Close your eyes … no, wait, if you close your eyes, you won’t be able to read this post! Pretend your eyes are closed. I’m going to give you a line from the lyrics of a well-known musical. See if you instantly hum the melody.
“Good morning, good morning! We’ve talked the whole night through!”
What’s the next phrase? Let’s try another one.
“The hills are alive with the ….”
Did you get that one? I didn’t give you much to go on, but I’m betting you did.
What is it about musicals that grabs our spirit and won’t let go? In my childhood home, we watched Mary Poppins and Chitty Chitty Bang Bang as often as they came on television (that was pre-video days!). I fell in love with Elvis Presley as he sang, “Love me tender; love me true.” I sang along with Rodgers and Hammerstein songs from records on my phonograph.
Was it the music? The lyrics? The actors and actresses? Or maybe the dances!
Who wouldn’t want to dance with Danny Kaye and Vera-Ellen to “The Best Things Happen while You’re Dancing” in White Christmas? And when the King of Siam dances with Anna in The King and I, who doesn’t want to find a partner and say, “Shall we dance?” I dreamed of being in a musical myself someday.
Well, that’s as far as it got … a dream. I didn’t have the courage or the time.
Then, we had children … who grew up watching Mary Poppins and to whom I sang, “Someone to care for, to be there for, I have you two! Someone to do for, muddle through for, I have you two!” (In case you don’t know, this is from Chitty Chitty Bang Bang.) These daughters went on to make their dreams a reality. Between having roles at local theaters, performing as a vocal group with their cousins, and creating their own drama troupe, they sang, danced, and lived the dream.
Those were some amazing years. I can still hear their young voices singing through the musicals, including newer ones. “We go together like rama lama lama ka dinga da dinga dong!” from Grease melted into “Open the gates and seize the day!” from Newsies. Choreography for the dance numbers in Gilbert and Sullivan’s Pirates of Penzance still fills my memories.
And yet, some of my fondest memories involving musicals come from … laughter!
Every time my maternal grandmother watched Whoopi Goldberg wiggle in the “Hail Holy Queen” number in Sister Act, she almost fell on the floor with her guffaws. It makes me laugh just remembering her. I would go upstairs to the apartment built onto my parents’ house just to watch the VHS with her, though I watched her and not the movie.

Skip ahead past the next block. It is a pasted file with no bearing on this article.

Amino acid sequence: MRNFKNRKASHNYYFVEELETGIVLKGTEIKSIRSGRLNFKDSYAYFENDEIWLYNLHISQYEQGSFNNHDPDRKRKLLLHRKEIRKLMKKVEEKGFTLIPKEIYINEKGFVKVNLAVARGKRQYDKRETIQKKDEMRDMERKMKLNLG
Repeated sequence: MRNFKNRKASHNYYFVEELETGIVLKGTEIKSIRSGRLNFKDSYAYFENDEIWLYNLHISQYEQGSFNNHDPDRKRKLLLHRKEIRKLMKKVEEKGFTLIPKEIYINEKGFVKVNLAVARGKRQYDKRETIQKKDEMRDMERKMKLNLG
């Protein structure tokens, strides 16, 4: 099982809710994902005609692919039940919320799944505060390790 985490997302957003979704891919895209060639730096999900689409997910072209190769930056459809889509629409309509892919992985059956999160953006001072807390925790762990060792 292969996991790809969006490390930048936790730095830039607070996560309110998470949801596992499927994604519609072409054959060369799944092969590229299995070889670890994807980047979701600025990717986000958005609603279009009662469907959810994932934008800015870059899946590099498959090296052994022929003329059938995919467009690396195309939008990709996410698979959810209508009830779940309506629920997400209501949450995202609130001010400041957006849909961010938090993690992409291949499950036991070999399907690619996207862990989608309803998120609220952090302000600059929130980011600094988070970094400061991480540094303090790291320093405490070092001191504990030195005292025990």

When she passed on her love of Singing in the Rain to our daughters, we bought the video. I thought sure it would wear out from the number of times we rewound it to watch “Make ‘Em Laugh.” And we’re not talking once each time, we’re talking three or four times with each viewing! Donald O’Connor made ‘em laugh!
During the girls’ performing years, the laughter continued. Anyone who’s seen Pirates of Penzance can testify to its hilarity. However, add to that the fact that our drama troupe lacked male actors. Enter our middle daughter’s ability to pull off male roles, and you come up with a great Frederic, the young pirate who turns 21 and realizes a whole world awaits him … with females. As the only girl in the cast who could hit the highest soprano notes, our eldest daughter played the role of Mabel … the love interest of Frederic … played by her sister! And the laughs came through many … interesting situations.
Then, they began having roles in musicals at other theaters, including two of the brides in Seven Brides for Seven Brothers. The show itself brings much laughter in its silliness, but with one teen daughter starring as the “bride” opposite a man who had daughters her age and the other teen daughter starring opposite another teen with whom she swore, “If he dares try to really kiss me (vs. a stage kiss), I’ll deck him right on stage!” … well, you can imagine the results.
And one of the later musicals saw our oldest starring as one of the two stepsisters in Cinderella, a role she hadn’t considered but fully embraced. (Right, in photo) Audience members were heard to say the two of them made the show. Stage actors are taught to hold the next lines for the audience’s laughter to die down. Well, if they’d done that, the show may have been four hours long!
So, yes, musicals play a huge part in my memories, but the laughter … it truly makes the heart glad!
What musicals ring out in your memories? Did you have a favorite? Were you ever in one? Please consider sharing your musical memories with us.